The General Court has restated the test for a finding of discriminatory conduct as abusive dominant position contrary to Article 102 TFEU. The Court upheld a decision of the European Commission to the effect that Clearstream Banking AG had abused its dominant position in the provision of primary clearing and settlement services for German securities by means of discriminatory pricing, to the detriment of Euroclear Bank SA, a provider of secondary clearing and settlement services. The Court stated that where the behaviour of the dominant undertaking tends, in all the circumstances, to lead to the distortion of competition, it is not necessary also to prove an actual quantifiable deterioration of the competitive position as between the affected business partners taken individually.
The European Commission, upheld by the Court, found that the relevant market was the provision by Clearstream Banking of primary clearing and settlement services in respect of securities issued under German law, to intermediaries such as central securities depositories and international central securities depositories. Clearstream Banking held a de facto monopoly over this activity and was therefore an indispensable commercial partner. Moreover, Euroclear was one of only two international central securities depositories in the EU, the other being Clearstream Banking Luxembourg SA, part of the same Clearstream Banking group.
No other company would be in a position in the near future to provide primary clearing and settlement services of the kind required by such depositories, including Euroclear, for trade in securities issued under German law. For intermediaries requiring primary clearing and settlement services in order to be able efficiently to provide secondary clearing and settlement, secondary clearing and settlement were not a valid economic alternative.
Clearstream refused to supply Euroclear with clearing and settlement services in respect of German registered shares, which forced Euroclear to use the more expensive services of an intermediary. The refusal to provide access to Clearstream’s computerised Cascade RS settlement system, together with Clearstream’s unjustified discrimination against Euroclear, in terms of high prices, were regarded as different aspects of the same behaviour. By contrast, a competitor of Euroclear Bank was granted direct access to Cascade RS in only four months.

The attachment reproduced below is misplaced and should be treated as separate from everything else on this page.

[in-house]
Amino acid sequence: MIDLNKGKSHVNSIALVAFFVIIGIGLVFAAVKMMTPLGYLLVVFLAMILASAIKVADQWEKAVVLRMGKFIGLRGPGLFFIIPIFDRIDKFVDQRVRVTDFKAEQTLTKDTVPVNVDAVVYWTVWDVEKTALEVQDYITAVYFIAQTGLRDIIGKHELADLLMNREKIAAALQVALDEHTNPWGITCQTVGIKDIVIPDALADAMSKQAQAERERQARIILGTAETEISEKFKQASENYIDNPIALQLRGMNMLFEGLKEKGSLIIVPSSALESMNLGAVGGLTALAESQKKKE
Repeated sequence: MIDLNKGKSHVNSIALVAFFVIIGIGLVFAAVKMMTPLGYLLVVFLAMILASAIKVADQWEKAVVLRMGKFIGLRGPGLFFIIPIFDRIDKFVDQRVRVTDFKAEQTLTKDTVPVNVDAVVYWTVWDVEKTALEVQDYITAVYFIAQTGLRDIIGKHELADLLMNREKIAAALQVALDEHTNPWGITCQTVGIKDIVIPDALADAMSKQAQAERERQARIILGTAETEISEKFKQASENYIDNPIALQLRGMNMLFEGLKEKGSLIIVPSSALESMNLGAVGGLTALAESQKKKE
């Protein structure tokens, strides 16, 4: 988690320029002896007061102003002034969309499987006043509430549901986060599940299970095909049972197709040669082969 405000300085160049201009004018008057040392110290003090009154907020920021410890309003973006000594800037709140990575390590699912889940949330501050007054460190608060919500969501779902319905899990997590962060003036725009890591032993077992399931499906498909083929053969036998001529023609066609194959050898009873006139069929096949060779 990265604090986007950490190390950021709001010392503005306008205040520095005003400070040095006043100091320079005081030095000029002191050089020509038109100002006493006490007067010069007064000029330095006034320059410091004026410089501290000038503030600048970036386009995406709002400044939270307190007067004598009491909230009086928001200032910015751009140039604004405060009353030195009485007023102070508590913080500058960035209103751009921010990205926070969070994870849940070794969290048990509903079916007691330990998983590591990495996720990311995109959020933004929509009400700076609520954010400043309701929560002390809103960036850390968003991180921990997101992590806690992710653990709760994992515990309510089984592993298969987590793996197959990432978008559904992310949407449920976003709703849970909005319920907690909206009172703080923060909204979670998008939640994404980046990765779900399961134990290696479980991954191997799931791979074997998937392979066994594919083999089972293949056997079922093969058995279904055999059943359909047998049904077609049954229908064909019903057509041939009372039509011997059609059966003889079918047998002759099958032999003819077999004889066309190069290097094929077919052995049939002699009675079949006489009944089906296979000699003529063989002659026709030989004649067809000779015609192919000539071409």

Clearstream had not established that the services it supplied to Euroclear differed to those provided to other customers or reflected any special need of Euroclear. The Court upheld the Commission’s conclusion that the primary clearing and settlement services provided by Clearstream to the central securities depositories and the international central securities depositories were equivalent. Even though Euroclear had a higher transaction volume, this factor did not in itself justify higher prices, as the resulting higher level of automation could be expected to lead to a price reduction rather than a price increase.
Clearstream’s refusal to provide Euroclear with primary clearing and settlement services for its shares hindered Euroclear’s capacity to provide comprehensive, pan-European and innovative services.
The Court concluded that in order for there to be an abusive discrimination contrary to Article 102, there must be a finding not only that the behaviour of the dominant undertaking is discriminatory, but also that it tends to distort that competitive relationship, that is, to hinder the competitive position of some of the business partners of that undertaking in relation to the others (the Court cited the British Airways case, Case C-95/04P British Airways v Commission  ECR I -2331). However, provided that such a distortion of competition is shown, it is not also necessary to provide proof of an actual quantifiable deterioration of the competitive position of the business partners taken individually (paragraph 193 of the Clearstream judgement). The Court concluded (paragraph 194) that the application of different prices for different services continuously over a five year period by an undertaking having a de facto monopoly on an upstream market could not fail to cause that partner a competitive disadvantage.
One of the most interesting features of the judgment is the qualification that the Court placed on the established requirement for a distortion of competition as a key element of an abusive discrimination. Specifically, the Court in effect allowed for what amounts to a presumption that the application by a de facto monopolist of different prices for equivalent services over a five year period causes a competitive disadvantage to the victim of such differentiation.